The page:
Our guest blogger this time is Oliver Lawrence. Oliver is an Italian to English translator and editor specialising in marketing, tourism and contracts. He is also an accomplished peer-to-peer trainer. His Clear Writing course is now in its third edition. It starts on 18 April.
Formal CPD can be a very effective means of improving your skills and knowledge. Naturally, there is a cost attached, as a lot goes into putting together a conference, a course, a book or a webinar packed with valuable information.
But there’s another way to add some zing to your personal development, and I don’t mean the free informal CPD that we all do, like reading our end clients’ blogs – although that certainly helps. I’m talking about two resources that you may be underusing: your creativity and your colleagues. You can combine a pinch of imagination with a dash of networking to make great CPD.
There are lots of interesting projects you could dream up.
Run a survey. If there’s a topic you’d like to know more about, you could devise some questions to ask other translators. Whether you want to explore word connotations, self-editing practices, or working in your specialist field, draw up a questionnaire and send it out – via SurveyMonkey, as a Word email attachment, or whatever. Then you can share your results by publishing an article, as with yours truly’s survey on tourism translation, which appeared in the ITI Bulletin last year.
Set up a translation slam. This doesn’t have to be an official or public thing; you could just organise a group of friendly colleagues to translate the same text, then put your heads together afterwards to analyse the results and see which translation solutions you like best. In my “back translation slam” project last year, for example, I compared and contrasted the various translated versions with the original English (the Italian source was itself a translation).
As a variant on the slam idea, you could grab a text that also has a published translation – a novel or travel book, say – and translate a few extracts of it yourself. Then you can compare your efforts with the published translation and see what you can learn from that.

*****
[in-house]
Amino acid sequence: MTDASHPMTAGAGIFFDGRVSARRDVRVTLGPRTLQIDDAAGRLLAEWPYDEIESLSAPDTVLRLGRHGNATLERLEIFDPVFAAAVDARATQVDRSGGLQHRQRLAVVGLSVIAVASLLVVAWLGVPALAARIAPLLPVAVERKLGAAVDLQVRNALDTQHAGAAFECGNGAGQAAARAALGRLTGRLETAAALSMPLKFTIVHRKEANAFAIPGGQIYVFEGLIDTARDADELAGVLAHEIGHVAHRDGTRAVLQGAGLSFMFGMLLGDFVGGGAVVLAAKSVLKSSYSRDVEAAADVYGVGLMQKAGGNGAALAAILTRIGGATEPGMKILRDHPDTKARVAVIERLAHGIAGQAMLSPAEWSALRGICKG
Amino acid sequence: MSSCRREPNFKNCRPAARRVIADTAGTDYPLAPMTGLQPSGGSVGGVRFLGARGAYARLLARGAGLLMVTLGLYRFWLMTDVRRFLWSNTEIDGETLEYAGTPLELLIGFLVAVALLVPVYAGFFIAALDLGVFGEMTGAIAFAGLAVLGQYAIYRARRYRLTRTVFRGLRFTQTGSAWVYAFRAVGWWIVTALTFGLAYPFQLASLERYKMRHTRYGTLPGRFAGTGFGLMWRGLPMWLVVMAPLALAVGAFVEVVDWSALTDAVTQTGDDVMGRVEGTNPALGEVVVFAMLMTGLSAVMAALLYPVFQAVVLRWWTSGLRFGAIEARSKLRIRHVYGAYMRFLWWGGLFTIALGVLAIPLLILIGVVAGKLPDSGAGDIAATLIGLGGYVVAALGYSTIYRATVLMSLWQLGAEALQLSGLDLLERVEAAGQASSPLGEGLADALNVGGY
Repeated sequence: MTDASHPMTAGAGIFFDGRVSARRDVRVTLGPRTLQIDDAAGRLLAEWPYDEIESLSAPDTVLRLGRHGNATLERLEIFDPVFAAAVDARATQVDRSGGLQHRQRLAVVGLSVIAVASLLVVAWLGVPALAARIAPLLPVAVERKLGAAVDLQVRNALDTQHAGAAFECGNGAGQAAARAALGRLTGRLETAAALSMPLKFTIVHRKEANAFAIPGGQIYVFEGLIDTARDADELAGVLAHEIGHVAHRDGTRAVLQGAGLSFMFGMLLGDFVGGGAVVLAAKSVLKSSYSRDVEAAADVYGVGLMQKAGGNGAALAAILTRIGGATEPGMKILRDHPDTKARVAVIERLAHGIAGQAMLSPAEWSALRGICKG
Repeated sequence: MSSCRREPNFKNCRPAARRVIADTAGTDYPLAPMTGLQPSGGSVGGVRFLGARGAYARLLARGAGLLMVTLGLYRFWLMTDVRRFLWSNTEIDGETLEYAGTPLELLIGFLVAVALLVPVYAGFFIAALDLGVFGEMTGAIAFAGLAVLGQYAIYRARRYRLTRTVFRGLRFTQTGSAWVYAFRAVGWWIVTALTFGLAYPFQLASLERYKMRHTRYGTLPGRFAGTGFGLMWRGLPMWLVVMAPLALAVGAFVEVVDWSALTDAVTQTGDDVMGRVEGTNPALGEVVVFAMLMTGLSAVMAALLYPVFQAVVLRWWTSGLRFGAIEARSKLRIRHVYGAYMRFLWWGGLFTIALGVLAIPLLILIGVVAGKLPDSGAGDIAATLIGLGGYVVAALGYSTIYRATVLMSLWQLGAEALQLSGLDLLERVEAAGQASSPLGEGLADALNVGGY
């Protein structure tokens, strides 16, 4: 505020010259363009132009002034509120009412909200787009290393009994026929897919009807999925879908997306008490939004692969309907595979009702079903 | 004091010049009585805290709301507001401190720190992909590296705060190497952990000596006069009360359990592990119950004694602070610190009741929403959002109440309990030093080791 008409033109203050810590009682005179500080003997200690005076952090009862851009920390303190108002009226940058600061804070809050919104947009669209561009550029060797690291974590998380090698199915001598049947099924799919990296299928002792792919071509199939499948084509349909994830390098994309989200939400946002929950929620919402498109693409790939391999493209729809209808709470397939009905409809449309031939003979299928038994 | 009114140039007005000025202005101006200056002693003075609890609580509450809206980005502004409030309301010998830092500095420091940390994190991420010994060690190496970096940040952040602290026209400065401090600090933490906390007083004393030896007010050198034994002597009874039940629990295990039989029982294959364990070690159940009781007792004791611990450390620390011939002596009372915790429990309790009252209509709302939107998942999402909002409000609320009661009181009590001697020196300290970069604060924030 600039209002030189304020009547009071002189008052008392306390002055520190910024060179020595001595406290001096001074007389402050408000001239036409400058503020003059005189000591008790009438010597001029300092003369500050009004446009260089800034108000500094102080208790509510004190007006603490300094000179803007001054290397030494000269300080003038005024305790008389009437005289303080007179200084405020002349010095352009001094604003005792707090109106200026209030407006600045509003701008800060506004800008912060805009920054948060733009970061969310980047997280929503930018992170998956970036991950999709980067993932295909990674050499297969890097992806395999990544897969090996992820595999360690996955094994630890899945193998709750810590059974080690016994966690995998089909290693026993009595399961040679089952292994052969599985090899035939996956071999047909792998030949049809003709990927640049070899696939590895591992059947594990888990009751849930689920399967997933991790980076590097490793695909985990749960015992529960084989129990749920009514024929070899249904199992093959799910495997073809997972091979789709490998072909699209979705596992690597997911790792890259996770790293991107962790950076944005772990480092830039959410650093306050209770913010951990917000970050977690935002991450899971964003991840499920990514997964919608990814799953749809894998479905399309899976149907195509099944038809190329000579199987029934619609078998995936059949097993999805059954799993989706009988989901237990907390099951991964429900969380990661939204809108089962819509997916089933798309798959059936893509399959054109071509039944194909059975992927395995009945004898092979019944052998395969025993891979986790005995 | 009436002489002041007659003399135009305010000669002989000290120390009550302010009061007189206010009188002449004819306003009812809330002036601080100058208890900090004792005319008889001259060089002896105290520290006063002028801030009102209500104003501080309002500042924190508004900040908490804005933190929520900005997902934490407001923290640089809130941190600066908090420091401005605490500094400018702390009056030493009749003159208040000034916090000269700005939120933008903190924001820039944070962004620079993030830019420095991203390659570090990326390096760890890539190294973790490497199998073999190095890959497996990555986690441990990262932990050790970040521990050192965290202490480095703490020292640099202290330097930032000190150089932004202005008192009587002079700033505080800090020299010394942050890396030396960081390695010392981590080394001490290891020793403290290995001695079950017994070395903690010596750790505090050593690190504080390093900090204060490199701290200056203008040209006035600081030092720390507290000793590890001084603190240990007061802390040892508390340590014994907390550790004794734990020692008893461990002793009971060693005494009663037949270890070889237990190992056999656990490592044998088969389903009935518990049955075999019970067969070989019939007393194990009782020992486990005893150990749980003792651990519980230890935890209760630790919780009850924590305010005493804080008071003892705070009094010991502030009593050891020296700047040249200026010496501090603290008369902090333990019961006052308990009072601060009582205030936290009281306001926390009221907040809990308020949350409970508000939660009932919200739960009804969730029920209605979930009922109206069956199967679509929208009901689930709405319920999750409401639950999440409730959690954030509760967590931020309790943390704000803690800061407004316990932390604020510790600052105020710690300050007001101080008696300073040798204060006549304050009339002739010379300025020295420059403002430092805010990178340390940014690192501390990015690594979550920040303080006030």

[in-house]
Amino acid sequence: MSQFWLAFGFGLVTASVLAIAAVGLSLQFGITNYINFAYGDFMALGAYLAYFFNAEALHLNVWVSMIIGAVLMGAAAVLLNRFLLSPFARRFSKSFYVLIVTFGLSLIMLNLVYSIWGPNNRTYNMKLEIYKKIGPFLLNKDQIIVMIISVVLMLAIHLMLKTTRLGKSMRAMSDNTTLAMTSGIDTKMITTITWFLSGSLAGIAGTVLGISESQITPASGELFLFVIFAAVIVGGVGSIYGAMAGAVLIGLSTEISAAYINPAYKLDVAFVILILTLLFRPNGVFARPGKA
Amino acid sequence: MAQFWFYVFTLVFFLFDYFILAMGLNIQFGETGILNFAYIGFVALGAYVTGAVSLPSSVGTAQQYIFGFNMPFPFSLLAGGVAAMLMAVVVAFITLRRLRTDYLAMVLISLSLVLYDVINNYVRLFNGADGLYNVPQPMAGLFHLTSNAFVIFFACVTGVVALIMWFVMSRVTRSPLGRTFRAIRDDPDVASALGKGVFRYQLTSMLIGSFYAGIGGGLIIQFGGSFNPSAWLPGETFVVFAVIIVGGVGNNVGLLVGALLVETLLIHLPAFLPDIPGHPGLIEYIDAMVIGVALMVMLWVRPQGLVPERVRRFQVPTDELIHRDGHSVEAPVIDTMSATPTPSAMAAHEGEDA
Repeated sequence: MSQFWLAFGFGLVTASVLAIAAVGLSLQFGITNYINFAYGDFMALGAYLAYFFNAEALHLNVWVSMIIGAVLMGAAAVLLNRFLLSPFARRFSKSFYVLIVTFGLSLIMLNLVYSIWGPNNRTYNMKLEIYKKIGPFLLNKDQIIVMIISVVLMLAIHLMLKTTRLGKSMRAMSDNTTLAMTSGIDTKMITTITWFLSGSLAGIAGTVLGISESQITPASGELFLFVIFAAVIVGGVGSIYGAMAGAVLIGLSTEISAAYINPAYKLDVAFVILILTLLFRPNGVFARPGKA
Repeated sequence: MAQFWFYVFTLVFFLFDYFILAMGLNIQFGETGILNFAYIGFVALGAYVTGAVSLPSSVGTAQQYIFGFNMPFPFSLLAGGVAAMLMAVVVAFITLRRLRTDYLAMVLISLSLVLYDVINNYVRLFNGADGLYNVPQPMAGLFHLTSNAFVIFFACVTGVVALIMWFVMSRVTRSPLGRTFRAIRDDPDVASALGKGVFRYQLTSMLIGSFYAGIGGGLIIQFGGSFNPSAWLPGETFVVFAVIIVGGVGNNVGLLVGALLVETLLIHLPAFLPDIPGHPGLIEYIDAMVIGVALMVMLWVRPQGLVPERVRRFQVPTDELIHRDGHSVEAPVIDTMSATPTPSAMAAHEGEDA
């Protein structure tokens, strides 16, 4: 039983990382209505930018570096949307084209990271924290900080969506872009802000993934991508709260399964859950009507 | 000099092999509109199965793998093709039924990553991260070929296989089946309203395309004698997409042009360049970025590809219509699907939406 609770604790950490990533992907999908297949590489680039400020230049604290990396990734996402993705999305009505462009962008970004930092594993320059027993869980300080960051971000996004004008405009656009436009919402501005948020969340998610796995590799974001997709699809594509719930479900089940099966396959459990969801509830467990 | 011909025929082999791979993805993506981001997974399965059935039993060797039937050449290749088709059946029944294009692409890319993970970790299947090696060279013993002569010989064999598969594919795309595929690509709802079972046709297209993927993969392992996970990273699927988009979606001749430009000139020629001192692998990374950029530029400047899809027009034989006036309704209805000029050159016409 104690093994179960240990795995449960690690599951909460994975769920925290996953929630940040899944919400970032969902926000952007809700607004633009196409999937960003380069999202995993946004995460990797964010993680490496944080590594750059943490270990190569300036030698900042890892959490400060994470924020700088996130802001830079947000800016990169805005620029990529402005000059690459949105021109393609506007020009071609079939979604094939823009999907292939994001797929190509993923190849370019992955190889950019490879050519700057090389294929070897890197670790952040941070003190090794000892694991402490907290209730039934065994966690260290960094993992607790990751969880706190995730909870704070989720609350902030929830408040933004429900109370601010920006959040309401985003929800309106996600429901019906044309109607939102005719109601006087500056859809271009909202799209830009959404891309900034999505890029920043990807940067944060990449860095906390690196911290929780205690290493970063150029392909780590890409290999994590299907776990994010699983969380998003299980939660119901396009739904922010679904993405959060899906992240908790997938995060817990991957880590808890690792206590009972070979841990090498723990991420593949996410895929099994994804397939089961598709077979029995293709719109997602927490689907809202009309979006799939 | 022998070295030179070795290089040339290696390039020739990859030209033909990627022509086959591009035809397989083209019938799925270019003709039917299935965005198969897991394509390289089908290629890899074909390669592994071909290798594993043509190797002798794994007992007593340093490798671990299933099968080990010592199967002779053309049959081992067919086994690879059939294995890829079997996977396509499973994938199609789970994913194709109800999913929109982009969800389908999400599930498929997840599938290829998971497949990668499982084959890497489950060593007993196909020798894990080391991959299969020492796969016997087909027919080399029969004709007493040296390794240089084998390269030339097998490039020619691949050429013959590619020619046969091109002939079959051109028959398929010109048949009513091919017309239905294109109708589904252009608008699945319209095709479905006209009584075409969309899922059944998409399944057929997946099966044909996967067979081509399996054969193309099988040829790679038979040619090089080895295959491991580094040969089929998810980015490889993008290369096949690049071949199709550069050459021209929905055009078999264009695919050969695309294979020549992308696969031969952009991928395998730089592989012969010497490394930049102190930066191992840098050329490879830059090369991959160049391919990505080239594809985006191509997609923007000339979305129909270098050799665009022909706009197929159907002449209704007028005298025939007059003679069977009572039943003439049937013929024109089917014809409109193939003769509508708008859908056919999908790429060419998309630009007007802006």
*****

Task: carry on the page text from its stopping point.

Find a CPD buddy. You could get together with someone and review each other’s translations. This might involve collaborating regularly on your respective client jobs, or you could simply swap texts from time to time for discussion. I’ve just got myself a CPD buddy, with the twist that we work in opposite directions (I do IT>EN; she does EN>IT). Hopefully, we should be able to smoke out any gaps in our cultural or linguistic knowledge that might blind us to nuances in the source text.
Form a team. More generally, you could team up with some colleagues and keep each other on your toes. Do a course together and discuss the exercises; set SMART business goals and egg one another on; or keep an open Skype chat to chew over what’s hot in the translation blogosphere. You all have to get on pretty well for this to work long term, but it can be a hoot (and, er, professionally enriching, of course). Many translators are lovely people who are glad to share their expertise and learn something themselves in turn.
There’s no substitute for formal training – or for looking outwards beyond the language industry – and these suggestions aren’t trying replace that. But by injecting a bit of creative zest into your CPD, you can benefit from the wisdom out there in the translation community, make some new contacts, and enjoy yourself in the process.
The only limit, as they say, is your imagination.
(c) Oliver Lawrence. Read Oliver’s own blog. He’s just written a post entitled CPD: the Continuous Professional Debate. He posits some very interesting ideas!